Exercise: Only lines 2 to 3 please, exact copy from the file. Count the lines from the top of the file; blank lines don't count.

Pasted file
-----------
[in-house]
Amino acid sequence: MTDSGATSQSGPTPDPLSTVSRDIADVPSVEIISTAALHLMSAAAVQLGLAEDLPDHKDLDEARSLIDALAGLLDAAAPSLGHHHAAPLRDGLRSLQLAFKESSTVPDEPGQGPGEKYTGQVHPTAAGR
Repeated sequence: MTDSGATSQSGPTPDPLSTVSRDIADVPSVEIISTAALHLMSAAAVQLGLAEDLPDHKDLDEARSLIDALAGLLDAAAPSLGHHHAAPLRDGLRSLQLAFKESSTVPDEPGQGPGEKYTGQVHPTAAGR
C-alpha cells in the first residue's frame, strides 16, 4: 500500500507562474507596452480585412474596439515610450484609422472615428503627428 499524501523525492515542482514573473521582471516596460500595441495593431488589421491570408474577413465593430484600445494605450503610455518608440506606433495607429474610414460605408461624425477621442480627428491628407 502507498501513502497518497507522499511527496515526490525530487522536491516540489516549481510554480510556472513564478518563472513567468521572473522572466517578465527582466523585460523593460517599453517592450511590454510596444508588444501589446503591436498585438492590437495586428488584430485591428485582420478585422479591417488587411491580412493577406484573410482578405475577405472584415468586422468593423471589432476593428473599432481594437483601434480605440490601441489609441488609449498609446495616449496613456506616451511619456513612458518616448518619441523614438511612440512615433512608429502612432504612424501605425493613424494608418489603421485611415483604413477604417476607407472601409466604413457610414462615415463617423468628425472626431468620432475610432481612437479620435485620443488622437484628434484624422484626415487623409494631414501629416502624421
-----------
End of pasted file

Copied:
Amino acid sequence: MTDSGATSQSGPTPDPLSTVSRDIADVPSVEIISTAALHLMSAAAVQLGLAEDLPDHKDLDEARSLIDALAGLLDAAAPSLGHHHAAPLRDGLRSLQLAFKESSTVPDEPGQGPGEKYTGQVHPTAAGR
Repeated sequence: MTDSGATSQSGPTPDPLSTVSRDIADVPSVEIISTAALHLMSAAAVQLGLAEDLPDHKDLDEARSLIDALAGLLDAAAPSLGHHHAAPLRDGLRSLQLAFKESSTVPDEPGQGPGEKYTGQVHPTAAGR